Staff at the Preston-based Responsive Colleges Unit surveyed nearly 6, 500 new students in September in the biggest study of retention rates in British colleges.
They found more than 60 per cent did not get the chance to talk to former students before choosing a course and 30 per cent did not manage to talk to tutors.
Only a third of those who enrollled had received information on previous students' destinations after leaving college and more than 20 per cent felt they did not get much advice from colleges.
The survey, designed to establish whether students' concerns at the start of courses lead them to drop out later on, found that fewer than three quarters of students were on their first-choice course. But most were satisfied with college induction procedures and felt that they had enrolled on the correct course.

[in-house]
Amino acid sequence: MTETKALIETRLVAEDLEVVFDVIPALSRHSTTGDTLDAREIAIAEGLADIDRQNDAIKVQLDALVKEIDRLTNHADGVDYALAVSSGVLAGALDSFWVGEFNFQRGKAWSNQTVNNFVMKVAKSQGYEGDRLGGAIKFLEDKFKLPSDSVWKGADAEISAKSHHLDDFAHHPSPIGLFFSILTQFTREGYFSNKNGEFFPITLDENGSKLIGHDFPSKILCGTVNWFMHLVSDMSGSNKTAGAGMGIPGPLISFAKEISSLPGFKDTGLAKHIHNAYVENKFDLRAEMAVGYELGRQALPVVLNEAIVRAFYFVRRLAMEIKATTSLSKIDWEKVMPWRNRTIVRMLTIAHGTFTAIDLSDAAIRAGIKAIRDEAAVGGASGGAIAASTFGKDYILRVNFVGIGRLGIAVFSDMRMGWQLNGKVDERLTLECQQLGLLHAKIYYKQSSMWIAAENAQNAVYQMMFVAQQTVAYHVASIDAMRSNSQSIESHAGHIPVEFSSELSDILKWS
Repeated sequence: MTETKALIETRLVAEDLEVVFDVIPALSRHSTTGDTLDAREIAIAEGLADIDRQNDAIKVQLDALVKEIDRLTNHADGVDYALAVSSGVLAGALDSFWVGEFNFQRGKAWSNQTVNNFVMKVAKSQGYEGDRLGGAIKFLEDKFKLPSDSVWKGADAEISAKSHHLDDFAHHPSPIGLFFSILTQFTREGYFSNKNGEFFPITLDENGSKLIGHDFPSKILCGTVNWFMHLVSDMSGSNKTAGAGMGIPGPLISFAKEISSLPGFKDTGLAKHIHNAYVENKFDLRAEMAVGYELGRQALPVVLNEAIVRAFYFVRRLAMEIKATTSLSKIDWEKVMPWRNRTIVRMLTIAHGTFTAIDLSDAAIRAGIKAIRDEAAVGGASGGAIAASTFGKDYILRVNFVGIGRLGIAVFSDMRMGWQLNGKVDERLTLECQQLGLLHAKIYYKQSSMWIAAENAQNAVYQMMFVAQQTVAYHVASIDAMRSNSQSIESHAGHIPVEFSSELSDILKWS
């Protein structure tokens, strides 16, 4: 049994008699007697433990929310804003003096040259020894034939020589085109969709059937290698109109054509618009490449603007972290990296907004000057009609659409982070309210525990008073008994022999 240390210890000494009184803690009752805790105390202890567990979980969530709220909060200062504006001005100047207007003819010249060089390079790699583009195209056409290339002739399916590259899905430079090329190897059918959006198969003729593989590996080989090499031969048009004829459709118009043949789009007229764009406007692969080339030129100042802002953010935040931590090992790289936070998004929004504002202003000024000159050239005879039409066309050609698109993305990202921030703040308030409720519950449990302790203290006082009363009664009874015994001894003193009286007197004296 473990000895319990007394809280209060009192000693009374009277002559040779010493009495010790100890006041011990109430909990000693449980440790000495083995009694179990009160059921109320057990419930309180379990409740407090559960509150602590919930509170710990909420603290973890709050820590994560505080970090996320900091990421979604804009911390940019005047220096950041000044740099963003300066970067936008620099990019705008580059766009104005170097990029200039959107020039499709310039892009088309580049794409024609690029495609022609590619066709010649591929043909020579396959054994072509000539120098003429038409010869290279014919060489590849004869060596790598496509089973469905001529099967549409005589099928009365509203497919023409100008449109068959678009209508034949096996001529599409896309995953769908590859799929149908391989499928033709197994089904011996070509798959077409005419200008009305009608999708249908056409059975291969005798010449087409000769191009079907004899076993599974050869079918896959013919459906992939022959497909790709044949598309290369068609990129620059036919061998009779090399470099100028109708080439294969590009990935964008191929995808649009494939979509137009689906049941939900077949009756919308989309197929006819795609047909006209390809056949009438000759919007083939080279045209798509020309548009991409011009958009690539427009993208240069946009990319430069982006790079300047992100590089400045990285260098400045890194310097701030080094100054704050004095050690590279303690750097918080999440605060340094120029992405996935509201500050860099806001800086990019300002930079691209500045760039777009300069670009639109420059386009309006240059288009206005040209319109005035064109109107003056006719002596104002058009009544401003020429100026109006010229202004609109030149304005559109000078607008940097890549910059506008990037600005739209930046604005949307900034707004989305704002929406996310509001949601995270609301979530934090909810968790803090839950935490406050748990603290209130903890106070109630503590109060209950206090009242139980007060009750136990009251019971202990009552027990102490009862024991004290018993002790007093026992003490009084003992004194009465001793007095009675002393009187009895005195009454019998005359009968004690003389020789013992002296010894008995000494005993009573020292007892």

Other key findings suggest that many people have a difficult journey to college and two thirds have significant commitments outside their college work.
Researchers, who are working with 26 colleges across Britain, will now re-interview students during the year to find if any dropped out of their courses and why. It is hoped the results will help colleges identify how to improve staying on rates - a significant area of concern for principals and ministers.
The researchers' interim report said: "The results so far give a fascinating insight into students' views and perception at the beginning of their courses. It will be useful to follow the implications of such factors as travel, the amount of pre-course advice, the extent to which the current course was a students' first choice and the pressure of outside commitments for retention. "